Watched:  05/08/2024
Format:  Max
Viewing:  First
Director:  Eric Brevig

So, this movie feels like an experiment, and given the year of release, 2008, Journey to the Center of the Earth might well have been Hollywood floating all the latest toys and the concept of "movie as amusement park ride" more than they were trying to make an actual movie.  But they also still wanted to be Hollywood, so, while it does feel almost like a Cliff's Notes version of a movie, it does have a legit star in Brendan Fraser.   

First - it's clearly intended to be seen in 3D.  And like other 3D features - from Creature to the Black Lagoon or Friday the 13th 3D, there are clear set-pieces intended for the experience that just look weird on my regular ol' flat TV.  Things are basically hurled at the viewer from time to time.  You get it.

Second - I checked, the movie was also an early entry for use in 4DX or whatever they call it.  This was when some theaters decided to add fancy-assed chairs that rumbled and maybe moved, and sprayed water in your face (no thanks).  And there are multiple places that the movie feels like it should be part of a ride at Universal Studios or something.

I'll editorialize and say:  I think this is a perfectly fine avenue for Hollywood to pursue.  It would be weird for many-a-movie, but I think there's a market for thrilling movies that are a bit of an interactive experience.  I would come up with a new name for the experience to differentiate it, but I would strap in for a Star Wars movie about X-Wing pilots zipping about.  Or car chase movies.  Or running around Tokyo whilst Godzilla strolls around.  But I don't think they'll work like a normal movie, and we just don't know what that would be, yet.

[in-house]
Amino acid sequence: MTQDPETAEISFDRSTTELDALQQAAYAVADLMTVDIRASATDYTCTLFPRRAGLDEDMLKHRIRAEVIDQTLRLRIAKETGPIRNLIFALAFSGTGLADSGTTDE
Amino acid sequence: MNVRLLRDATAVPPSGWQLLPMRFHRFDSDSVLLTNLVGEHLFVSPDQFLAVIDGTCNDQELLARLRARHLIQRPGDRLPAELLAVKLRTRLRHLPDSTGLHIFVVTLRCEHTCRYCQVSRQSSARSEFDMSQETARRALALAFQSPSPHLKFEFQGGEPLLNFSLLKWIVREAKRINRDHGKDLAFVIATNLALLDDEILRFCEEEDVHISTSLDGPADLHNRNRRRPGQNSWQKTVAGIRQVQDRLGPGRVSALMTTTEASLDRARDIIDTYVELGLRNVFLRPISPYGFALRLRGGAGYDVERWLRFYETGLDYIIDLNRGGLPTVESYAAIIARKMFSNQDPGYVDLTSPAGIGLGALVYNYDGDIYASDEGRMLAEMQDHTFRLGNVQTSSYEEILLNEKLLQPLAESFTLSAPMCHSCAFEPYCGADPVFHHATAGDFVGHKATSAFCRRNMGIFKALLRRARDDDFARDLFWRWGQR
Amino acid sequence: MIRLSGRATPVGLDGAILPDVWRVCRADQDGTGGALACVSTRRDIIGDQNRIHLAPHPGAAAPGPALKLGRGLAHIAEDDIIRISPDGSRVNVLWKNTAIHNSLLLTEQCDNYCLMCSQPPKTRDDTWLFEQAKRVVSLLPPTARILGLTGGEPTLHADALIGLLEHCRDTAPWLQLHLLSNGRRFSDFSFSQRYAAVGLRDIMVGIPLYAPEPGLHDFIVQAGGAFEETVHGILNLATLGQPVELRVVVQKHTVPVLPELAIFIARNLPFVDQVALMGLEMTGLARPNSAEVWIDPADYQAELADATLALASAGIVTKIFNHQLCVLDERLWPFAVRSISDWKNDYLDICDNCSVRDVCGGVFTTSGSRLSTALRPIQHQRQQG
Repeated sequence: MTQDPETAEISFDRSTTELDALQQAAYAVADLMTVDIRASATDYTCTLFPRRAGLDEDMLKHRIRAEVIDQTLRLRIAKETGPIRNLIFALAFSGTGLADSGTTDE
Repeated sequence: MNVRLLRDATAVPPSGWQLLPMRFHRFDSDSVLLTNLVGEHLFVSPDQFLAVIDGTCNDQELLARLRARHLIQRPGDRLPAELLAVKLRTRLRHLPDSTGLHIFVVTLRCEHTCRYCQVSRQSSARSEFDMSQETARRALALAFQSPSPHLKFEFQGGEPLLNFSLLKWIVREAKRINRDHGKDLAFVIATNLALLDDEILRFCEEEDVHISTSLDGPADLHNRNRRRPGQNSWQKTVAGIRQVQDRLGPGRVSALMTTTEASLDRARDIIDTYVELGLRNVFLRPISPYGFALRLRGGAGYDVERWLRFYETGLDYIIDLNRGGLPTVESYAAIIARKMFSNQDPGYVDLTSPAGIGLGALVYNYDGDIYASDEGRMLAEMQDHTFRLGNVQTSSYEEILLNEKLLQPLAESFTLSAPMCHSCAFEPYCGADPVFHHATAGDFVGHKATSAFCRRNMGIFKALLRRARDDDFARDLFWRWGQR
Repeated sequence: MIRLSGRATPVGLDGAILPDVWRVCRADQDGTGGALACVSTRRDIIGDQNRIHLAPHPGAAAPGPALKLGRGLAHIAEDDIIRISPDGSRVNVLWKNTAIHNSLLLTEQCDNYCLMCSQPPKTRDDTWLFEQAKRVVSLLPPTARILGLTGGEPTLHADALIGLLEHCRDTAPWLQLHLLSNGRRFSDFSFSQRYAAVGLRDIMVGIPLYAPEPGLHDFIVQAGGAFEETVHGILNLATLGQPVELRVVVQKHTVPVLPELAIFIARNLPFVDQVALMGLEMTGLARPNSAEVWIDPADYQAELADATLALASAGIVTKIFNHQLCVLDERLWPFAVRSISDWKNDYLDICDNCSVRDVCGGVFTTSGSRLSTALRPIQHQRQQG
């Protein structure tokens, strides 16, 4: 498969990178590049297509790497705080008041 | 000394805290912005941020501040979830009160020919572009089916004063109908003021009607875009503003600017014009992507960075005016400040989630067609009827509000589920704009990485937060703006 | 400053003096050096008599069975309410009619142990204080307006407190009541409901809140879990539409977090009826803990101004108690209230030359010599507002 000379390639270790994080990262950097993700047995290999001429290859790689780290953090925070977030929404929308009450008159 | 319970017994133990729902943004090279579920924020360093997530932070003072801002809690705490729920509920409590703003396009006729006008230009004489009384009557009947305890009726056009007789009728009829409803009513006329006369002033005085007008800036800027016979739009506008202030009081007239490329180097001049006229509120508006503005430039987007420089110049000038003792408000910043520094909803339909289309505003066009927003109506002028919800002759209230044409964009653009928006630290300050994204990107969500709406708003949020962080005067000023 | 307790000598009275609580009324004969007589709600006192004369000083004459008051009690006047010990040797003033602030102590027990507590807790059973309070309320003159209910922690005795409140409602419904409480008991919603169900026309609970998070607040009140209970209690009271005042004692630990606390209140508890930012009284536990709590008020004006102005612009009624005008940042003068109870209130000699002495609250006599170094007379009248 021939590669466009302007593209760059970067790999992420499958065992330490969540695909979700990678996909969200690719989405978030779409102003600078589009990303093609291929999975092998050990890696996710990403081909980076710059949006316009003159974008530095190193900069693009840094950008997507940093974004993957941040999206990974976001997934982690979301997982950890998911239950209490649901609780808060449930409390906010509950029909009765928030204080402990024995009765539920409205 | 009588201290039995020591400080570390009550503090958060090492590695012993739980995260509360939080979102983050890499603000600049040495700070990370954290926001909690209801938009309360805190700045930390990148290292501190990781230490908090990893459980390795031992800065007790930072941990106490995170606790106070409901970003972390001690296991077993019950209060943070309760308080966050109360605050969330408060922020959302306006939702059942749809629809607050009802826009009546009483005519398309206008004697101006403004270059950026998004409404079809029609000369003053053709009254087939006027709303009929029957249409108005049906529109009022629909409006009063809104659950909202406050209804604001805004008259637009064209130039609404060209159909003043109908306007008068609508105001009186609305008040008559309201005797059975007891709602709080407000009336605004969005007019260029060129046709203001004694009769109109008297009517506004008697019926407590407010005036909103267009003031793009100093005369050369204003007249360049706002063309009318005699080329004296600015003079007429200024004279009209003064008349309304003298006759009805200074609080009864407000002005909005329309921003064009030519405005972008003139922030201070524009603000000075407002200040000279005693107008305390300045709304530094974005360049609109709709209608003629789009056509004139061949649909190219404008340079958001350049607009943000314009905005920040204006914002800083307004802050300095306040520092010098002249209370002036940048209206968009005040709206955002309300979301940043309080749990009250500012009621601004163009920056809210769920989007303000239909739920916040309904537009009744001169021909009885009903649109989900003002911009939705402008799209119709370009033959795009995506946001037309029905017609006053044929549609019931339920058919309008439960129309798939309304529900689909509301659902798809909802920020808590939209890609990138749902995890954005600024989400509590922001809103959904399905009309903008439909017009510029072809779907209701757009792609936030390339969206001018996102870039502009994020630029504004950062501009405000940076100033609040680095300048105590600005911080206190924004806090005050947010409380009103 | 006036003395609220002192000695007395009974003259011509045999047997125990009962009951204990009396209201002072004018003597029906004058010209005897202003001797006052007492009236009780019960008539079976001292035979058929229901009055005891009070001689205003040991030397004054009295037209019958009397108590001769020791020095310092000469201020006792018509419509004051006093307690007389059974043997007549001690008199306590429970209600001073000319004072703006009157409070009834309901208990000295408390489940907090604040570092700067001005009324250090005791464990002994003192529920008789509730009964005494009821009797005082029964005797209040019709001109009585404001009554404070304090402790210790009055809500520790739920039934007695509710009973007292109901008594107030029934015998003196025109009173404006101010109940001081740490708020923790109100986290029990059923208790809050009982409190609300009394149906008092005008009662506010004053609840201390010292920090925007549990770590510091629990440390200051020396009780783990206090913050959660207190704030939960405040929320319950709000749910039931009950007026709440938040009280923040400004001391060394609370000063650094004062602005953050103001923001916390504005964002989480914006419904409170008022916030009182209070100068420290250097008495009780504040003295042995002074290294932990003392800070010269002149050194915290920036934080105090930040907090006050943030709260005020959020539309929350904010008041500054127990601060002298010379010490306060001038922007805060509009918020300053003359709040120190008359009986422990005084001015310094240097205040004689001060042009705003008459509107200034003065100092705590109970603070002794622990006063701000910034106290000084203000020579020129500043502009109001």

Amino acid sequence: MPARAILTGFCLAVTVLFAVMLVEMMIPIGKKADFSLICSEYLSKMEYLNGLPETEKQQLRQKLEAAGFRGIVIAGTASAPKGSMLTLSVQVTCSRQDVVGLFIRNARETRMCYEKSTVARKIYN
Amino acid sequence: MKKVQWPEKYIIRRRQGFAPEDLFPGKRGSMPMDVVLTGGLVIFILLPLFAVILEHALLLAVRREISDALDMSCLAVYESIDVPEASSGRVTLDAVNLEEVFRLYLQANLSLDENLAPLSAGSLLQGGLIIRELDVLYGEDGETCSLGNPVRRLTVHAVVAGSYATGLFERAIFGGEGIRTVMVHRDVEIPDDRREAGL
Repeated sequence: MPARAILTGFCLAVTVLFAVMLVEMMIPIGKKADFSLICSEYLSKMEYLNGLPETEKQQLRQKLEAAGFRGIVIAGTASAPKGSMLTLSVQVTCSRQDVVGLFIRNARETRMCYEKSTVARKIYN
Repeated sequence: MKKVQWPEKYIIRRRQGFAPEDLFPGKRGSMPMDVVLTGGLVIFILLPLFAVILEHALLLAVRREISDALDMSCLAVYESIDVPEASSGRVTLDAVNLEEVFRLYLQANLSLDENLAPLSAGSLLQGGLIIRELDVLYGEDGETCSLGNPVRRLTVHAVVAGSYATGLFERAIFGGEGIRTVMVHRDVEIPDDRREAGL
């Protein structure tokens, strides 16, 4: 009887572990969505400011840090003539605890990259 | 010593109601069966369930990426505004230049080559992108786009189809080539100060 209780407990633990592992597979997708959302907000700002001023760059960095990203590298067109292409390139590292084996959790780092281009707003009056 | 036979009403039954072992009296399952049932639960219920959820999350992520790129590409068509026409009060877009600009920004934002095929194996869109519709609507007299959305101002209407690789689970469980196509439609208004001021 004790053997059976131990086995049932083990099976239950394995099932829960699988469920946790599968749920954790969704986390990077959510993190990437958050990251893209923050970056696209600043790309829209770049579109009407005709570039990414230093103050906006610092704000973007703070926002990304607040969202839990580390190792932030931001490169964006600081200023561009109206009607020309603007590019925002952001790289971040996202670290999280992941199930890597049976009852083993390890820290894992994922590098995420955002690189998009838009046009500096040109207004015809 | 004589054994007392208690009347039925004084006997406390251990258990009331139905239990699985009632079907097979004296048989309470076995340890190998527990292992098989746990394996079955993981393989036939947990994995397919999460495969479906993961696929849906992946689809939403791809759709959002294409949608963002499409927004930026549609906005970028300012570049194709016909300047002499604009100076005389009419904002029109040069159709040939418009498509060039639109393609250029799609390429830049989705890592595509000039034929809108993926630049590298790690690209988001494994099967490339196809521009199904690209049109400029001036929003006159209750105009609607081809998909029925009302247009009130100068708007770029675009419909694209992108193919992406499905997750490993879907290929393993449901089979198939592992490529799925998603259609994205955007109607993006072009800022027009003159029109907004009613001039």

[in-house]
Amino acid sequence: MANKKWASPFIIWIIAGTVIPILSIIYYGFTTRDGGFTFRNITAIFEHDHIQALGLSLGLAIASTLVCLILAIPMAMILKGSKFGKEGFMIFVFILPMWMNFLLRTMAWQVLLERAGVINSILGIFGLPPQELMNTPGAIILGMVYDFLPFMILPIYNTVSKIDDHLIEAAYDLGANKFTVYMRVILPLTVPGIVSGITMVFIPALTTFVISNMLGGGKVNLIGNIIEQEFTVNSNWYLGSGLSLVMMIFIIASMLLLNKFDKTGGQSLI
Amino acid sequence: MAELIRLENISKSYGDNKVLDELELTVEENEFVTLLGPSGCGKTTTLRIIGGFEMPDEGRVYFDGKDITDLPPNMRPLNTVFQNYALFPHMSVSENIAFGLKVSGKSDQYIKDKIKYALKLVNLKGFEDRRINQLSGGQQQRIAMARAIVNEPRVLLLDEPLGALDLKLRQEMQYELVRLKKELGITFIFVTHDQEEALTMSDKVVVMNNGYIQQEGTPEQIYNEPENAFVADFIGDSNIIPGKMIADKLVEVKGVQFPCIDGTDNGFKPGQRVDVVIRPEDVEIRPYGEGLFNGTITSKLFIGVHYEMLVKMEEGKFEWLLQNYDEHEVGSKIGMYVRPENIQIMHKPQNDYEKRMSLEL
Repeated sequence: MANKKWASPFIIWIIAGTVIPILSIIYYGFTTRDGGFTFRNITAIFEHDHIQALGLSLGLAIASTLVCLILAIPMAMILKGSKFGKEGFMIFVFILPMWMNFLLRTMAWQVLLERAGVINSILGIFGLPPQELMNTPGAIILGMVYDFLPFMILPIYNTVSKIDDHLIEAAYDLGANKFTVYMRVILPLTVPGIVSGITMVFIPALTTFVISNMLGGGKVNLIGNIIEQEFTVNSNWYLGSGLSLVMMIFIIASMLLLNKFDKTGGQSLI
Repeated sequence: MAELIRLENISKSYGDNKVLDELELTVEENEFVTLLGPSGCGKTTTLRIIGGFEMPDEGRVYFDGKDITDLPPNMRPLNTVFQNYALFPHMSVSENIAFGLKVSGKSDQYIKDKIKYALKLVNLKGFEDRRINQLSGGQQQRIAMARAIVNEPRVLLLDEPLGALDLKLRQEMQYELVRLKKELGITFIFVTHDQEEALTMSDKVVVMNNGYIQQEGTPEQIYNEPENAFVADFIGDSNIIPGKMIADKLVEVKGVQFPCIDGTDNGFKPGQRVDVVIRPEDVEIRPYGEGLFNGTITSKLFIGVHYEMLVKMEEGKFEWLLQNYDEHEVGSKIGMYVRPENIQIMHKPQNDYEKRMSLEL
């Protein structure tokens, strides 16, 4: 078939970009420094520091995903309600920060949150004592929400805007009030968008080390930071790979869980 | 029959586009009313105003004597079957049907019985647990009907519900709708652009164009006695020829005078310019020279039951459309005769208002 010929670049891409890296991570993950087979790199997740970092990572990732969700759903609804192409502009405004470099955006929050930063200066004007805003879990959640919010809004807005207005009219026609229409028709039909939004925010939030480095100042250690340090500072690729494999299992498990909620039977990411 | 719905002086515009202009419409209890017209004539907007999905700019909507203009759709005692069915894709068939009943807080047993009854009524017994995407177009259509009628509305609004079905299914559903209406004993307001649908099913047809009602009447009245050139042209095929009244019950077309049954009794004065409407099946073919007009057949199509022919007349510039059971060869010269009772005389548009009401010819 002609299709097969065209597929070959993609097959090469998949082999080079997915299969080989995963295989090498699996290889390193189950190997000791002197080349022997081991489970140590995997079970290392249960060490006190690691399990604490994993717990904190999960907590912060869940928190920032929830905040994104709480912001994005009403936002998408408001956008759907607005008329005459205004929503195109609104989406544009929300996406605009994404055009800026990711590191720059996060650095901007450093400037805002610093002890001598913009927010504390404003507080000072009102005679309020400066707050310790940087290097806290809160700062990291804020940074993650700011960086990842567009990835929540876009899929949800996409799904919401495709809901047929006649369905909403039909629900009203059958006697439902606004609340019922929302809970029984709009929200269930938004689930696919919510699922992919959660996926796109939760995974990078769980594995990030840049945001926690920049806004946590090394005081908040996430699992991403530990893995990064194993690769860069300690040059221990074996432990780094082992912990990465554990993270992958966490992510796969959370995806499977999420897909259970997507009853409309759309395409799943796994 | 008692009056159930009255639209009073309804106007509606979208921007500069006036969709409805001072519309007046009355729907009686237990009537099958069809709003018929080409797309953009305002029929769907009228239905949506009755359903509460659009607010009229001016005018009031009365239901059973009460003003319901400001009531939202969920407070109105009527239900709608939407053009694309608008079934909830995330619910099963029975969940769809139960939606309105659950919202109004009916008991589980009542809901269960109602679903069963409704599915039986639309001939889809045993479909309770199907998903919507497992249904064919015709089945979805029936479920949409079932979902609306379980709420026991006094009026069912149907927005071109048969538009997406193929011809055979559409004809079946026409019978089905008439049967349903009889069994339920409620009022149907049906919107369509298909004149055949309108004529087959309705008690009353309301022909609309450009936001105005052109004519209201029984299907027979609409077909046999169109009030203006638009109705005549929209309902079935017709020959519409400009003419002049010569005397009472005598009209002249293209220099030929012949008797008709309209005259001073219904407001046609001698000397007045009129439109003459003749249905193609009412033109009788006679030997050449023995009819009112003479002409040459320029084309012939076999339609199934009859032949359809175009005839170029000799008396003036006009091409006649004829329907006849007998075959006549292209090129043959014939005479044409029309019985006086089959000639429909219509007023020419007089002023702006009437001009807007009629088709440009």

Monday, May 6, 2024

Ape Watch: King Kong Escapes (1967)




Watched:  05/06/2024
Format:  BluRay
Viewing:  First
Director:  Ishiro Honda

I tend to think of myself as someone who would like nothing better than a movie about a giant ape and a robot in the shape of a giant ape duking it out in Tokyo.  Literally, this should check all the boxes for me, but I think I hit the wall as far as Kaiju-tainment for a minute, or else this movie was as dull as it felt.